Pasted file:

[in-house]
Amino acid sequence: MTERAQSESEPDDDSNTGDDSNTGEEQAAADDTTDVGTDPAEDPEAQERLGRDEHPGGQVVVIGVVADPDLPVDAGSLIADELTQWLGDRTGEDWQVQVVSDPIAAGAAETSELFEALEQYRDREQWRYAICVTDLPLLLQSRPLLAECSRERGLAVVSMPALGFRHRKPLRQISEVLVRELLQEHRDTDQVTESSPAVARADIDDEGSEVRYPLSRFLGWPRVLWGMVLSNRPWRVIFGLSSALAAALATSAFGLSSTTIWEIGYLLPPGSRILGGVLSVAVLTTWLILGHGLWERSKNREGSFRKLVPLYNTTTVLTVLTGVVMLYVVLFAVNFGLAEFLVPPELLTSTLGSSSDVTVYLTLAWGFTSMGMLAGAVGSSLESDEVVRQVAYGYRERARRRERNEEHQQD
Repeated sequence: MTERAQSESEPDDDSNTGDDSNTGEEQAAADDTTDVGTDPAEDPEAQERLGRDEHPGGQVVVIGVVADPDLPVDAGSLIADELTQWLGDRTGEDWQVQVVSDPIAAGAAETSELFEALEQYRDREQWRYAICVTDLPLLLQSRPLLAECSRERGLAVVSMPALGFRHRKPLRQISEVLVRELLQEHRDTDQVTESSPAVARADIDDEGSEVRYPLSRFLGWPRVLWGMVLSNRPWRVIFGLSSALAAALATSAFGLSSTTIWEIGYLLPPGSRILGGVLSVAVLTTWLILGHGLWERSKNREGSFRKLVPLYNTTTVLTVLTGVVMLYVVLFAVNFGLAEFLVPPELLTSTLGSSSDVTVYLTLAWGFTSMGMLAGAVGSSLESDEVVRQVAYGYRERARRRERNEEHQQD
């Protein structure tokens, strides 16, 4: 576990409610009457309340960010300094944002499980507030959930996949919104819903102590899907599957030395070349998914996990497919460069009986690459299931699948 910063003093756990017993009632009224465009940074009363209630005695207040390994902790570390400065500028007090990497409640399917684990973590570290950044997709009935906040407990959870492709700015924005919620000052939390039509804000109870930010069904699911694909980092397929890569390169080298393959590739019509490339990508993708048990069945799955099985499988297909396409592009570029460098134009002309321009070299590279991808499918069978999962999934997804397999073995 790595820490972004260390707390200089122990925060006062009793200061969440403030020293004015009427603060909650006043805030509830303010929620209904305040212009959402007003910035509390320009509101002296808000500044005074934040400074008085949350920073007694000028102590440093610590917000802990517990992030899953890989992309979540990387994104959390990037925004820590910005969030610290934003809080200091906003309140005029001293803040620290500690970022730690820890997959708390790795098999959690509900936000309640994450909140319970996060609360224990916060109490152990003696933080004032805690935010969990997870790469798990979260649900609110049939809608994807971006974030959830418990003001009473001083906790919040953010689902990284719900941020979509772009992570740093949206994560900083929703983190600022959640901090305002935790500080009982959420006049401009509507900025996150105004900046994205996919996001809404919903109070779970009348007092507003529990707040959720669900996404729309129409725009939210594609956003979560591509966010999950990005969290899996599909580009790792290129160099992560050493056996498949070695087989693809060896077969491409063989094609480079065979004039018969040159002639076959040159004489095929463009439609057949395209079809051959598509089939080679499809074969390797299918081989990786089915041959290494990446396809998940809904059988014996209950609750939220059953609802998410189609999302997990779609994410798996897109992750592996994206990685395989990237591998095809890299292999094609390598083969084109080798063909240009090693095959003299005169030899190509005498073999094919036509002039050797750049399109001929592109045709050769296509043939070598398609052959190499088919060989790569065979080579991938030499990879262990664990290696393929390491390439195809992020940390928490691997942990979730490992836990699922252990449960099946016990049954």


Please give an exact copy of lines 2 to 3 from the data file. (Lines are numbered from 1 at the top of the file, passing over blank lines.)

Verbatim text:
Amino acid sequence: MTERAQSESEPDDDSNTGDDSNTGEEQAAADDTTDVGTDPAEDPEAQERLGRDEHPGGQVVVIGVVADPDLPVDAGSLIADELTQWLGDRTGEDWQVQVVSDPIAAGAAETSELFEALEQYRDREQWRYAICVTDLPLLLQSRPLLAECSRERGLAVVSMPALGFRHRKPLRQISEVLVRELLQEHRDTDQVTESSPAVARADIDDEGSEVRYPLSRFLGWPRVLWGMVLSNRPWRVIFGLSSALAAALATSAFGLSSTTIWEIGYLLPPGSRILGGVLSVAVLTTWLILGHGLWERSKNREGSFRKLVPLYNTTTVLTVLTGVVMLYVVLFAVNFGLAEFLVPPELLTSTLGSSSDVTVYLTLAWGFTSMGMLAGAVGSSLESDEVVRQVAYGYRERARRRERNEEHQQD
Repeated sequence: MTERAQSESEPDDDSNTGDDSNTGEEQAAADDTTDVGTDPAEDPEAQERLGRDEHPGGQVVVIGVVADPDLPVDAGSLIADELTQWLGDRTGEDWQVQVVSDPIAAGAAETSELFEALEQYRDREQWRYAICVTDLPLLLQSRPLLAECSRERGLAVVSMPALGFRHRKPLRQISEVLVRELLQEHRDTDQVTESSPAVARADIDDEGSEVRYPLSRFLGWPRVLWGMVLSNRPWRVIFGLSSALAAALATSAFGLSSTTIWEIGYLLPPGSRILGGVLSVAVLTTWLILGHGLWERSKNREGSFRKLVPLYNTTTVLTVLTGVVMLYVVLFAVNFGLAEFLVPPELLTSTLGSSSDVTVYLTLAWGFTSMGMLAGAVGSSLESDEVVRQVAYGYRERARRRERNEEHQQD